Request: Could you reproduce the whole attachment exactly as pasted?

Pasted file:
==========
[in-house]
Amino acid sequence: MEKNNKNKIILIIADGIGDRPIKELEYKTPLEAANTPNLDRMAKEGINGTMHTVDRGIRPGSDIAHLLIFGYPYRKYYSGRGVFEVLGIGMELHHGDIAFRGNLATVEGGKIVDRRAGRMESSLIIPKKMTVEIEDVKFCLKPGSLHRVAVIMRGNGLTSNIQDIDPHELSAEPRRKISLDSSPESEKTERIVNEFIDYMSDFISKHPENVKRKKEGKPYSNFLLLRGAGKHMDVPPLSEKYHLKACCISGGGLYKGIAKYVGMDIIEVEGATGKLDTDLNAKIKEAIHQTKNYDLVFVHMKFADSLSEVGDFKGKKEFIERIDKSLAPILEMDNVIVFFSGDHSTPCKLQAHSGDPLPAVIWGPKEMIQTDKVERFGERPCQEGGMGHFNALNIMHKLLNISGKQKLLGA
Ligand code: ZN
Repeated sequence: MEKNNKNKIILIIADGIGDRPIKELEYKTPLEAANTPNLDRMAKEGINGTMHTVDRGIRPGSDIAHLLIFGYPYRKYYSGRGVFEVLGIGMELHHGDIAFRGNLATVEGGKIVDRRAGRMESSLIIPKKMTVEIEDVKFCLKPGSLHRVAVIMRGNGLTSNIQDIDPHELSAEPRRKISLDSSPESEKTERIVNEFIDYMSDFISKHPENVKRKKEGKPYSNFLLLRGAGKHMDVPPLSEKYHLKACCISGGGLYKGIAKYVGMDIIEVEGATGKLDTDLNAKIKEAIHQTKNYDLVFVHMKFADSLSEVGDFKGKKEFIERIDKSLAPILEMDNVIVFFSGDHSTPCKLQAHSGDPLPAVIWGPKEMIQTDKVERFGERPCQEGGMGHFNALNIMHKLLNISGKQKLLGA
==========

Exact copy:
[in-house]
Amino acid sequence: MEKNNKNKIILIIADGIGDRPIKELEYKTPLEAANTPNLDRMAKEGINGTMHTVDRGIRPGSDIAHLLIFGYPYRKYYSGRGVFEVLGIGMELHHGDIAFRGNLATVEGGKIVDRRAGRMESSLIIPKKMTVEIEDVKFCLKPGSLHRVAVIMRGNGLTSNIQDIDPHELSAEPRRKISLDSSPESEKTERIVNEFIDYMSDFISKHPENVKRKKEGKPYSNFLLLRGAGKHMDVPPLSEKYHLKACCISGGGLYKGIAKYVGMDIIEVEGATGKLDTDLNAKIKEAIHQTKNYDLVFVHMKFADSLSEVGDFKGKKEFIERIDKSLAPILEMDNVIVFFSGDHSTPCKLQAHSGDPLPAVIWGPKEMIQTDKVERFGERPCQEGGMGHFNALNIMHKLLNISGKQKLLGA
Ligand code: ZN
Repeated sequence: MEKNNKNKIILIIADGIGDRPIKELEYKTPLEAANTPNLDRMAKEGINGTMHTVDRGIRPGSDIAHLLIFGYPYRKYYSGRGVFEVLGIGMELHHGDIAFRGNLATVEGGKIVDRRAGRMESSLIIPKKMTVEIEDVKFCLKPGSLHRVAVIMRGNGLTSNIQDIDPHELSAEPRRKISLDSSPESEKTERIVNEFIDYMSDFISKHPENVKRKKEGKPYSNFLLLRGAGKHMDVPPLSEKYHLKACCISGGGLYKGIAKYVGMDIIEVEGATGKLDTDLNAKIKEAIHQTKNYDLVFVHMKFADSLSEVGDFKGKKEFIERIDKSLAPILEMDNVIVFFSGDHSTPCKLQAHSGDPLPAVIWGPKEMIQTDKVERFGERPCQEGGMGHFNALNIMHKLLNISGKQKLLGA